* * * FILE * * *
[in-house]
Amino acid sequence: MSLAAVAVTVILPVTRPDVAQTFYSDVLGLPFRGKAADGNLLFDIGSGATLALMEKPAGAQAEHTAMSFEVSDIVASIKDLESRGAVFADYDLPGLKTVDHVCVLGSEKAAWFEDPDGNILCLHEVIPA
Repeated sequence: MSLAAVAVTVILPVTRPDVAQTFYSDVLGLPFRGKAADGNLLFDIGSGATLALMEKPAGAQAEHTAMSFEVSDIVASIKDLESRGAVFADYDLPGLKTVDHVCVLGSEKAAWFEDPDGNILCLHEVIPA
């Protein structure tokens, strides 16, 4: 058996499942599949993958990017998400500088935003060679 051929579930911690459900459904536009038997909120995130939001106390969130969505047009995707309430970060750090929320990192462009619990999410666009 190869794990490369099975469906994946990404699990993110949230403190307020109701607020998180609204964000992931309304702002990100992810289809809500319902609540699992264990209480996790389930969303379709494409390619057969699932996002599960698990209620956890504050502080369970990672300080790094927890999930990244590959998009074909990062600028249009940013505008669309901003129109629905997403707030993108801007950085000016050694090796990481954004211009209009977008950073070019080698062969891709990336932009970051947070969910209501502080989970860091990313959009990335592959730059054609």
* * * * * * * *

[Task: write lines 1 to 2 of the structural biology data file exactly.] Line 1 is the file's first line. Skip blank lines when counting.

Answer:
[in-house]
Amino acid sequence: MSLAAVAVTVILPVTRPDVAQTFYSDVLGLPFRGKAADGNLLFDIGSGATLALMEKPAGAQAEHTAMSFEVSDIVASIKDLESRGAVFADYDLPGLKTVDHVCVLGSEKAAWFEDPDGNILCLHEVIPA